ESXi 6.5 Home Lab / Whitebox Options

I’ve had several people ask if it’s possible to put together a low cost option to build up a VMware ESXi 6.5 white box. I’ve been a long time promoter of the Intel NUCs and the small form factor Shuttle units. Now, the Intel NUCs will run ESXi 6 out of the box, but others have just wondered if there are any other options available. Those boxes still run vSphere 6 perfectly but tend to be a slightly higher price point per dollar. It is possible to put together a cheaper host and I figure I’d look through some various hardware and build out 3 different setups.

As always, if you have other hardware, please share your home lab setups in the comments section!

Goals:

  • Maintain control of costs, build a capable ESXi 6.x host for practice/lab use.
  • 32GB memory.
  • 8 Cores
  • At least 2 network cards.
  • Be able to install ESXi 6.x, right out of the box. No need to inject .vibs or make a custom ESXi image.
  • All builds will install ESXi to the USB stick. No other storage or vSAN used. For a good all around NAS, a Synology DS1515+ is a great unit. Everyone wants to run different types of storage. Build up an NFS target out of an old server if you want! Add a 1TB local disk for approximately $50. There’s just too many options!

Build #1 – Intel Core i7 ASRock Build

A quick note about this build. You could also swap out the i7 for an Intel Xeon E3-1231 V3. Just note that you’ll also have to add an additional graphics adapter because the Xeon does not have integrated graphics. The EVGA GeForce 210 Passive 1024 MB DDR3 PCI Express 2.0 DVI/HDMI/VGA Graphics Card is a good value choice adapter. As of this writing, it’s a price difference of about $30, the i7 being the more expensive option.

Subtotal with HP Quad Port (As of 12.5.2016): $683.97

Subtotal with HP Dual Port (As of 12.5.2016): $669.02

Build #2 – ASRock C2750 Intel Avoton C2750 8 Core Build

This is a unique build because the CPU, storage and network adapters are built into the motherboard and all work out of the box with ESXi 6.x. It’s a low power build as well (approx. 20 watts), so similar to a Shuttle or NUC but has IPMI AND supports up to 64GB memory! The only caveat was that this board needed good airflow, so we’ll be using a larger case.

Subtotal (As of 12.5.2016): $742.76

Build #3 – ASRock AMD AM3+ 8 Core Build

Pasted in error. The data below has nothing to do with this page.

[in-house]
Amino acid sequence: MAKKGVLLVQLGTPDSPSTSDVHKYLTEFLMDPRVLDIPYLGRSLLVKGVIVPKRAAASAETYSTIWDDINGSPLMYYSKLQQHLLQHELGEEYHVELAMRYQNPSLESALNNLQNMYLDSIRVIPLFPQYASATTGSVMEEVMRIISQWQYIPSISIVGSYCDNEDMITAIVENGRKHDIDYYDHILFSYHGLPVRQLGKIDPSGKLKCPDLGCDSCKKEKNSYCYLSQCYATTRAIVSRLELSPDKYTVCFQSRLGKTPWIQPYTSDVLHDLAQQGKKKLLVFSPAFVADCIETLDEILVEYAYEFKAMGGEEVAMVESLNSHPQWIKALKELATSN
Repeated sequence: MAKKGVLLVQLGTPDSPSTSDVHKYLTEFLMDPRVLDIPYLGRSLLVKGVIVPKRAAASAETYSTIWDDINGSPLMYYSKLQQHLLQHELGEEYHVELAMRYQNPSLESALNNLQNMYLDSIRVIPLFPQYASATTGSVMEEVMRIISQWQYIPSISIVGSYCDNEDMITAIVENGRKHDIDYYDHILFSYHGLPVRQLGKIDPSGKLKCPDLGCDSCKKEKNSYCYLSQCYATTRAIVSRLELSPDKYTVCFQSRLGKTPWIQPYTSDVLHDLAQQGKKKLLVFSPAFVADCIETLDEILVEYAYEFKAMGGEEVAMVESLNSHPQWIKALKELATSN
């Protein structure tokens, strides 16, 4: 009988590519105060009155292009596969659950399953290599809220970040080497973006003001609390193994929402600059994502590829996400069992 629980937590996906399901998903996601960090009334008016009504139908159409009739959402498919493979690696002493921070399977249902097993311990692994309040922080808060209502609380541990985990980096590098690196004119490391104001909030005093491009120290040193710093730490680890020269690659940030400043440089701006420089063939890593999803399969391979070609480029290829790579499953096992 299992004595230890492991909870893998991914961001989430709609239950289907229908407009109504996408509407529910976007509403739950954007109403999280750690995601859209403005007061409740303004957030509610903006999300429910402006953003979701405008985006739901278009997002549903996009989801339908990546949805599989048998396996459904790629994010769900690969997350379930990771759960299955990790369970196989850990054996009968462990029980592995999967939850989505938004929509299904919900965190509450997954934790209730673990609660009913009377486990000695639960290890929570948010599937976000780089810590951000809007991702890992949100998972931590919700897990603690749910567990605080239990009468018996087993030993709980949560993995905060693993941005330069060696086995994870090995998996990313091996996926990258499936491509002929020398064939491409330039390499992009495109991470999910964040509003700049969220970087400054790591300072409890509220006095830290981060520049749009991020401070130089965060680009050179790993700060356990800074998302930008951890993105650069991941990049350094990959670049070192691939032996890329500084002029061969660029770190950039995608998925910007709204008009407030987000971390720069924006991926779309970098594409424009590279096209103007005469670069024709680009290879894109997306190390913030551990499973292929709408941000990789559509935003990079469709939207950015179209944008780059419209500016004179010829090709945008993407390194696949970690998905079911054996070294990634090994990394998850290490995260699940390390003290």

It’s generally known that AMD whitebox builds will use more electricity over an Intel build. You just have to determine how important that is to you. You also typically run into problems with onboard network adapters and drivers out of the box with ESXi. With this build we will add an HP Quad Port gigabit network adapter that will work out of the box to give you a total of 4 network adapter with no driver modifications, however this board uses the Realtek 8111E, and you can follow this guide to add that driver to your ESXi install media. The AMD CPUs will need a graphics adapter as well, so we’ll use a common GeForce 210.

Subtotal (As of 12.5.2016): $469.87

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5 Responses to ESXi 6.5 Home Lab / Whitebox Options

  1. Alex says:

    Hi Ryan,

    Could you please explain how you install HP NC364T Dual Port Adapter OR HP NC364T Quad Port Adapter on workstation motherboard. I can’t see any ports on ASRock H97M PRO4 Micro ATX LGA1150 Motherboard that previously mentioned NICs would fit.

    Thank you.

  2. Pingback: The Perfect vSphere 6 Home Lab | Ryan Birk – Virtual Insanity

  3. Abdurrahman Alkan says:

    Hi Ryan,

    Firstly I thank to you for these wonderful blog articles. They are very helpful. I want to build my home lab but I am very confused. I am security consultant and every day I tested lots of things on may Mac book pro. But As you know that running virtual machine on Mac or laptop is not enough. Because I can’t run the virtual machine all the time, I can run only when I need. I read your article but in my country I couldn’t find Asrock motherboard. So can I choose other vendors like Asus, MSI. What is the key point choosing the motherboard. What should I pay attention to ?

    Second think I want to run 20 virtual machines on my lab. What is the optimal capacity for choosing memory and the disks ? I think 64GB memory is enough but What about disk part ?

    What about the 10G ports ? What do you think about it ? Do I need 10G ports or its not necessary ?

    Thanks.

    • Ryan Birk says:

      It’s really hard to say exactly what you’ll need. You have to find a motherboard that has driver support. Many of them won’t just work out of the box. That’s one of the reason I try to list a few every once in awhile that do.

      As far as 64GB of memory goes, that’s probably a good place to start. 10gigabit isn’t needed for a small lab but nobody will ever say to not get the faster equipment. 🙂

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